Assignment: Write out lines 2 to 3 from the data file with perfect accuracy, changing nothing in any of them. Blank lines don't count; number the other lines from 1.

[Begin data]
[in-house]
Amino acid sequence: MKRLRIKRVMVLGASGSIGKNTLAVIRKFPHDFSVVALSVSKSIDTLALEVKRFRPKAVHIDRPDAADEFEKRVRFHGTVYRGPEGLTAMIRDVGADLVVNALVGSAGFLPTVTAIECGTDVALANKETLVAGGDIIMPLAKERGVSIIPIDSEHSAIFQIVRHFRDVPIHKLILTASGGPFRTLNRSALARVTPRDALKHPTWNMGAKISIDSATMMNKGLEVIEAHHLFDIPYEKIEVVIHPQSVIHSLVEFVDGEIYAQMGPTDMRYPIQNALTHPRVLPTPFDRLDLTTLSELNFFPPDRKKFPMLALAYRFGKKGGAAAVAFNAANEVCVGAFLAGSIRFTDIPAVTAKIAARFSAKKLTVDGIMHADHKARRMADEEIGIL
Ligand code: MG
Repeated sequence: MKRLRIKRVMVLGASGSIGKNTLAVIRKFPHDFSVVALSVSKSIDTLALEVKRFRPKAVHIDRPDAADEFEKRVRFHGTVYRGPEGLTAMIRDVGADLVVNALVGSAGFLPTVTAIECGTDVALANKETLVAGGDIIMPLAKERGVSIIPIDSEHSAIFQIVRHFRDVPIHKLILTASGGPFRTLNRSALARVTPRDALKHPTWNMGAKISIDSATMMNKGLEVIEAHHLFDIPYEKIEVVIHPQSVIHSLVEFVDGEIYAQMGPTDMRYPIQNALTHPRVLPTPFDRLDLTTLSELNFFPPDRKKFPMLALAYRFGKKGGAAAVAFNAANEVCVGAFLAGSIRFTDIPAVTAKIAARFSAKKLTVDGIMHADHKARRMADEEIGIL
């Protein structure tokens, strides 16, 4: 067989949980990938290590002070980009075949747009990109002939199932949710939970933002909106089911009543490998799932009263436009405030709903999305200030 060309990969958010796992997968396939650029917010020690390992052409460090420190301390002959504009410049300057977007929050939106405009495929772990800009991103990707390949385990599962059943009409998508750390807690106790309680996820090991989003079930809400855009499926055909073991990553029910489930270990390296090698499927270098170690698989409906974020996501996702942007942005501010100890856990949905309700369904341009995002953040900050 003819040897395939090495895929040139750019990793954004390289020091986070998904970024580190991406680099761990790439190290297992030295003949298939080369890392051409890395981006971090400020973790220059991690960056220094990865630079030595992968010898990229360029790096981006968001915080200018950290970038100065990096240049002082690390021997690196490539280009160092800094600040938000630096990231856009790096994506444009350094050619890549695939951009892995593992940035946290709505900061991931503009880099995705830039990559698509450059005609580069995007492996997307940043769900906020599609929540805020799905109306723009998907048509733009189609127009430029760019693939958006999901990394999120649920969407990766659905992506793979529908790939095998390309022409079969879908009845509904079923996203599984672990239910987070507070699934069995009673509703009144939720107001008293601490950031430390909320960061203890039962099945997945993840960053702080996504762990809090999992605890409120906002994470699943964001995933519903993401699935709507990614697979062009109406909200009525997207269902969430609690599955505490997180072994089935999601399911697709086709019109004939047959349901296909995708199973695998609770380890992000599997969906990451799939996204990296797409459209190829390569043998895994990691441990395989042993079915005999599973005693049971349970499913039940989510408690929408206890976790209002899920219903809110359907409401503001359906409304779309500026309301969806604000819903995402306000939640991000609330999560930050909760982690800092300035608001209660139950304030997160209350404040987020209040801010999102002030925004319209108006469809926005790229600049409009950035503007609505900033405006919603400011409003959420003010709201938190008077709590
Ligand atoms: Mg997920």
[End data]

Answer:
Amino acid sequence: MKRLRIKRVMVLGASGSIGKNTLAVIRKFPHDFSVVALSVSKSIDTLALEVKRFRPKAVHIDRPDAADEFEKRVRFHGTVYRGPEGLTAMIRDVGADLVVNALVGSAGFLPTVTAIECGTDVALANKETLVAGGDIIMPLAKERGVSIIPIDSEHSAIFQIVRHFRDVPIHKLILTASGGPFRTLNRSALARVTPRDALKHPTWNMGAKISIDSATMMNKGLEVIEAHHLFDIPYEKIEVVIHPQSVIHSLVEFVDGEIYAQMGPTDMRYPIQNALTHPRVLPTPFDRLDLTTLSELNFFPPDRKKFPMLALAYRFGKKGGAAAVAFNAANEVCVGAFLAGSIRFTDIPAVTAKIAARFSAKKLTVDGIMHADHKARRMADEEIGIL
Ligand code: MG